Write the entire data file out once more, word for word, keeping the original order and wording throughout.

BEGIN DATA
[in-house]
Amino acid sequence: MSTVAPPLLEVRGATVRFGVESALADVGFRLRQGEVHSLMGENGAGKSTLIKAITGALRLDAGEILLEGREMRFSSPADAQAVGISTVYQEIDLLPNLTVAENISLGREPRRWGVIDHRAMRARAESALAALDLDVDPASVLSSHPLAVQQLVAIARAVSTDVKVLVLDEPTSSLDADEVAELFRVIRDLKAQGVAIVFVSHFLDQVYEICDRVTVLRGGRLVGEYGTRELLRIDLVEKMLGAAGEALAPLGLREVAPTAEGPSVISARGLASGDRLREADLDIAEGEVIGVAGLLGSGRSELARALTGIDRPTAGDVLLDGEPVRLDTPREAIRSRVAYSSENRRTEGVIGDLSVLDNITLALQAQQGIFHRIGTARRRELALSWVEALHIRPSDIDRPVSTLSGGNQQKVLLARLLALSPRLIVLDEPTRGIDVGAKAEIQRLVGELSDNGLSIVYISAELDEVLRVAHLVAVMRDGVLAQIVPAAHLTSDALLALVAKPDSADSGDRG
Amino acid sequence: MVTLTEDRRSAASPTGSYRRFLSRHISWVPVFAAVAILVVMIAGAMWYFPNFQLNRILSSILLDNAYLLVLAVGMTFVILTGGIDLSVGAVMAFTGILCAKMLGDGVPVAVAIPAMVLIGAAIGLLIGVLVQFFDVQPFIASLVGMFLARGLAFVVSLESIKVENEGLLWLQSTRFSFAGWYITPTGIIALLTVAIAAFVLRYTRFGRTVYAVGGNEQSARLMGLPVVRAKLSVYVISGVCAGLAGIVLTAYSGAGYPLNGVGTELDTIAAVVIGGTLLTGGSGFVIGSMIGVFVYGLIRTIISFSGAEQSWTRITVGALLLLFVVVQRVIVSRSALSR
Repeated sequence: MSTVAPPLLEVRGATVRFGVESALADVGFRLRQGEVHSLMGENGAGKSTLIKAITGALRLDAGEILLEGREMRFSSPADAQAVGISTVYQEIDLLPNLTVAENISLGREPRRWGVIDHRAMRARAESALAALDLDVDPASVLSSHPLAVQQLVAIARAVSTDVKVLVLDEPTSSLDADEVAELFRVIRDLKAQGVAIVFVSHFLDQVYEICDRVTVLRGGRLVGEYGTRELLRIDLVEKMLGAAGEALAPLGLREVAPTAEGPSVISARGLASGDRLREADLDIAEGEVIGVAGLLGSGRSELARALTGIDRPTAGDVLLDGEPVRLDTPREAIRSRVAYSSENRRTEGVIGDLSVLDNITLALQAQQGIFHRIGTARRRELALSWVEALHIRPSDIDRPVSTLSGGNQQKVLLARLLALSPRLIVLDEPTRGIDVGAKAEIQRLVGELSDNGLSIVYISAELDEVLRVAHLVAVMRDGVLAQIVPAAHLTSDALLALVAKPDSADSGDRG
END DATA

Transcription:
[in-house]
Amino acid sequence: MSTVAPPLLEVRGATVRFGVESALADVGFRLRQGEVHSLMGENGAGKSTLIKAITGALRLDAGEILLEGREMRFSSPADAQAVGISTVYQEIDLLPNLTVAENISLGREPRRWGVIDHRAMRARAESALAALDLDVDPASVLSSHPLAVQQLVAIARAVSTDVKVLVLDEPTSSLDADEVAELFRVIRDLKAQGVAIVFVSHFLDQVYEICDRVTVLRGGRLVGEYGTRELLRIDLVEKMLGAAGEALAPLGLREVAPTAEGPSVISARGLASGDRLREADLDIAEGEVIGVAGLLGSGRSELARALTGIDRPTAGDVLLDGEPVRLDTPREAIRSRVAYSSENRRTEGVIGDLSVLDNITLALQAQQGIFHRIGTARRRELALSWVEALHIRPSDIDRPVSTLSGGNQQKVLLARLLALSPRLIVLDEPTRGIDVGAKAEIQRLVGELSDNGLSIVYISAELDEVLRVAHLVAVMRDGVLAQIVPAAHLTSDALLALVAKPDSADSGDRG
Amino acid sequence: MVTLTEDRRSAASPTGSYRRFLSRHISWVPVFAAVAILVVMIAGAMWYFPNFQLNRILSSILLDNAYLLVLAVGMTFVILTGGIDLSVGAVMAFTGILCAKMLGDGVPVAVAIPAMVLIGAAIGLLIGVLVQFFDVQPFIASLVGMFLARGLAFVVSLESIKVENEGLLWLQSTRFSFAGWYITPTGIIALLTVAIAAFVLRYTRFGRTVYAVGGNEQSARLMGLPVVRAKLSVYVISGVCAGLAGIVLTAYSGAGYPLNGVGTELDTIAAVVIGGTLLTGGSGFVIGSMIGVFVYGLIRTIISFSGAEQSWTRITVGALLLLFVVVQRVIVSRSALSR
Repeated sequence: MSTVAPPLLEVRGATVRFGVESALADVGFRLRQGEVHSLMGENGAGKSTLIKAITGALRLDAGEILLEGREMRFSSPADAQAVGISTVYQEIDLLPNLTVAENISLGREPRRWGVIDHRAMRARAESALAALDLDVDPASVLSSHPLAVQQLVAIARAVSTDVKVLVLDEPTSSLDADEVAELFRVIRDLKAQGVAIVFVSHFLDQVYEICDRVTVLRGGRLVGEYGTRELLRIDLVEKMLGAAGEALAPLGLREVAPTAEGPSVISARGLASGDRLREADLDIAEGEVIGVAGLLGSGRSELARALTGIDRPTAGDVLLDGEPVRLDTPREAIRSRVAYSSENRRTEGVIGDLSVLDNITLALQAQQGIFHRIGTARRRELALSWVEALHIRPSDIDRPVSTLSGGNQQKVLLARLLALSPRLIVLDEPTRGIDVGAKAEIQRLVGELSDNGLSIVYISAELDEVLRVAHLVAVMRDGVLAQIVPAAHLTSDALLALVAKPDSADSGDRG